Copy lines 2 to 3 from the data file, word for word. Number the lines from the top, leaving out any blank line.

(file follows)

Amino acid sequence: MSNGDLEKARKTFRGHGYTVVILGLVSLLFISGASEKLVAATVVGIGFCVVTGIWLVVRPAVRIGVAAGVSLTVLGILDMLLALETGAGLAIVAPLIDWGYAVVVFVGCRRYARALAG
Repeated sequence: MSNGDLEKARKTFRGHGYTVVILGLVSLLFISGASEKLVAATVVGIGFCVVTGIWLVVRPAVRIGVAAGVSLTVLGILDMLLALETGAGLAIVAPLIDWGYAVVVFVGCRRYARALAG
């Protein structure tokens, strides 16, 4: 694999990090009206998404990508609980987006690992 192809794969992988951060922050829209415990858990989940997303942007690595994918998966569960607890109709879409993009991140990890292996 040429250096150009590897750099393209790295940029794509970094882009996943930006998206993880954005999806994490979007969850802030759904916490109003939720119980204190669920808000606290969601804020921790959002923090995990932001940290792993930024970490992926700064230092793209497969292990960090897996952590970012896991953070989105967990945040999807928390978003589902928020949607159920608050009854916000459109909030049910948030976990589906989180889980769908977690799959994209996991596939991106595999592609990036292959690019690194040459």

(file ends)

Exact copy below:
Repeated sequence: MSNGDLEKARKTFRGHGYTVVILGLVSLLFISGASEKLVAATVVGIGFCVVTGIWLVVRPAVRIGVAAGVSLTVLGILDMLLALETGAGLAIVAPLIDWGYAVVVFVGCRRYARALAG
């Protein structure tokens, strides 16, 4: 694999990090009206998404990508609980987006690992 192809794969992988951060922050829209415990858990989940997303942007690595994918998966569960607890109709879409993009991140990890292996 040429250096150009590897750099393209790295940029794509970094882009996943930006998206993880954005999806994490979007969850802030759904916490109003939720119980204190669920808000606290969601804020921790959002923090995990932001940290792993930024970490992926700064230092793209497969292990960090897996952590970012896991953070989105967990945040999807928390978003589902928020949607159920608050009854916000459109909030049910948030976990589906989180889980769908977690799959994209996991596939991106595999592609990036292959690019690194040459």